Dave Ramsey and Rich People Habits vs. Poor People Habits

Dave Ramsey recently reposted a list on his website from another blog  http://www.richhabitsinstitute.com/ which seems more like a website selling books than an “institute” of higher learning or thinking. This list includes 20 habits rich people do that poor people do not. This list includes statistics, but offers no citations on the origins of these stats. The list states that wealthy people eat less junk food, exercise more, read more, watch TV less, and on and on. The assumption is that these habits will lead you out of poverty and into wealth, although this is not explicitly stated. It is not a step by step method for creating wealth, but one can assume that Mr. Ramsey posted this list in order as an encouragement for those in his Financial Peace program.

Anyone familiar with science, sociology, psychology, etc  understands the difference between causation and correlation when dealing with statistics. There are some serious questions that this list leaves unanswered. For example, do these habits cause people to become wealthy or are wealthy people more able do perform the habits on this list? In many cases, poorer people simply cannot engage in many of these tasks. Poor people eat more junk food because healthy foods are not readily available in poor, urban settings. These food deserts make it more difficult for poor people to eat as healthy as their rich counterparts. Many poor people do not have automobiles and cannot drive to Whole Foods or Trader Joe’s to buy healthy foods and healthier foods are more expensive than junk food. Many poor people cannot afford gym memberships and do not live in areas where they can safely walk or run. Certainly, being wealthy offers up more free time to engage in exercise and listening to audio books.

One interesting thing that is not on Mr. Ramsey’s list is giving. A recent study showed that the poor actually give more to charity as a percentage of income 3.2% than rich people 1.3%  and when the rich do give they tend to give to groups and institutions that benefit them like universities, symphonies, and museums. It seems that homeless people cannot throw a black tie banquet for their benefactors like Harvard University. One of the most generous states, Mississippi, is also one of the poorest. I guess that is something that Mr. Ramsey didn’t take into consideration as a good habit.

A couple of other things from this list also struck me as interesting. All of the habits on the list are inwardly focused on either one’s self or one’s immediate family. There is nothing on this list that benefits the larger community, the exception may be #7 that rich people make their children volunteer more than poor people, but that is the rich person’s child and not them. Another aspect of this list that really crawls under my skin is the underlining assumptions that poor people are lazy, they don’t exercise, read, or volunteer and poor people are stupid, they don’t listen to audio books and they watch reality TV. These assumptions are prevalent among a certain demographic, interestingly enough it is the same demographic that listens to Dave Ramsey and buy his books.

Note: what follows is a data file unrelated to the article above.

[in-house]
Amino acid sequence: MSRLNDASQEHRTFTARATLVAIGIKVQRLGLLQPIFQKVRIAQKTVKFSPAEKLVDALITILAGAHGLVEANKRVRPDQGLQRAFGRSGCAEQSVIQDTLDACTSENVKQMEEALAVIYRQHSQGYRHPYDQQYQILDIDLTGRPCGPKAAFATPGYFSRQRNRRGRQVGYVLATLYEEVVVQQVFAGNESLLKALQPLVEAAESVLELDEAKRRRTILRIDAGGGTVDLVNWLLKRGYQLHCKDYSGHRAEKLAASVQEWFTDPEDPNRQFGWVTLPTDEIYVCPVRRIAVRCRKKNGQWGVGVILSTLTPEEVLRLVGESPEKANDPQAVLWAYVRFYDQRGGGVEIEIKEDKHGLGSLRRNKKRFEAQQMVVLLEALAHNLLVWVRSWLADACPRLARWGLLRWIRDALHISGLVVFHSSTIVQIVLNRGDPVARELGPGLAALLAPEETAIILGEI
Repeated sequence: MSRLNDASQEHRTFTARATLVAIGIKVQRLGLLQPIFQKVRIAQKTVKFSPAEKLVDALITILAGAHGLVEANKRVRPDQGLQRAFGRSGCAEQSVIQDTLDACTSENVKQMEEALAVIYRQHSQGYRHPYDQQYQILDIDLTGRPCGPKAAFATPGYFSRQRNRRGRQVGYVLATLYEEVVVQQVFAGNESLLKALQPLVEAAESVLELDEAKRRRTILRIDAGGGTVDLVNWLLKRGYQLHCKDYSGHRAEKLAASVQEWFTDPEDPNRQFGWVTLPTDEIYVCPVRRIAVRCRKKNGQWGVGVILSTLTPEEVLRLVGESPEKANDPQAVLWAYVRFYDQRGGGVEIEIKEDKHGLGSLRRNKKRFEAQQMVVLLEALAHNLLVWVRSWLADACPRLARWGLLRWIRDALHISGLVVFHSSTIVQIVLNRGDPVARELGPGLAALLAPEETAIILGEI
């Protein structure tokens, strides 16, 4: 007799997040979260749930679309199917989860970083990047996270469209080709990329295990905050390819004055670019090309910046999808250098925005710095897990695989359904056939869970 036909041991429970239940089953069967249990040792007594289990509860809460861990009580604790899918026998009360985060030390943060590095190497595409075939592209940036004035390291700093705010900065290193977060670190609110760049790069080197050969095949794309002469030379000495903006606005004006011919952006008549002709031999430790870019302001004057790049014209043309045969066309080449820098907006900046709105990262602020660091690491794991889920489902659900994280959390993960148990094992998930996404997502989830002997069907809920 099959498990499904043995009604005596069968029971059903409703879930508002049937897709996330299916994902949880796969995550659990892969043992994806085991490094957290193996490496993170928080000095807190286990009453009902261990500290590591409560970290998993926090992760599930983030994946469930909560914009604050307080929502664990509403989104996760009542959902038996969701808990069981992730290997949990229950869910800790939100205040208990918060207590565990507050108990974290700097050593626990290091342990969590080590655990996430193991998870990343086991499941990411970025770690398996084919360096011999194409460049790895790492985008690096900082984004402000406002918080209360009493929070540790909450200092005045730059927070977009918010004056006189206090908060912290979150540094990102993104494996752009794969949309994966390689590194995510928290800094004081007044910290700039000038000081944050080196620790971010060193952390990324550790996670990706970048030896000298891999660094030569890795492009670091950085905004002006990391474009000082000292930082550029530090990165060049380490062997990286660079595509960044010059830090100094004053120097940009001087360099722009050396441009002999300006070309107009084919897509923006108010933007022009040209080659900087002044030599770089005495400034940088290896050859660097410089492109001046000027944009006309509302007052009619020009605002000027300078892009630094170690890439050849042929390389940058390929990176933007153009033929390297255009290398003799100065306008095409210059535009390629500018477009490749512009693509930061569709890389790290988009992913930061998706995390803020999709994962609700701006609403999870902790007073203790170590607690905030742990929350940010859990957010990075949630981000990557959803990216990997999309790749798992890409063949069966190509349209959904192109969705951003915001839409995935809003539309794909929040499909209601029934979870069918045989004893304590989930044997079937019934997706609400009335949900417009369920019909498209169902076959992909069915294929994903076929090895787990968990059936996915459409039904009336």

Look, I am not naive. We are a product, in part, of the individual choices we make and this list offers some good habits that all of us should work toward. However, we cannot discount the social, cultural, and yes, even racial roadblocks that prevent the poor from breaking out of poverty. As Dr. Martin Luther King Jr once said “It’s all right to tell a man to lift himself by his own bootstraps, but it is cruel jest to say to a bootless man that he ought to lift himself by his own bootstraps.” Of course, there are lazy poor people, but their laziness is not necessarily a causation of their poverty. There are also some lazy rich people who offer nothing to society. The majority of poor people in this country struggle to make ends meet. They cannot exercise because they work two or three jobs and still can’t get ahead. They don’t have safe parks or sidewalks to run or jog. They don’t have health food stores in their neighborhoods or the extra money to pay for organic lettuce and carrots.

I just wish Mr. Ramsey would consider these things before posting such a list.

*Quick addendum* I know that some of the people criticizing Dave Ramsey for his post make the claim that he hates the poor. That is not and never has been my position. I do think that Dave doesn’t really understand poverty from a theological and sociological point of view.

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  1. #1 by Tom Horn on November 27, 2013 - 11:11 pm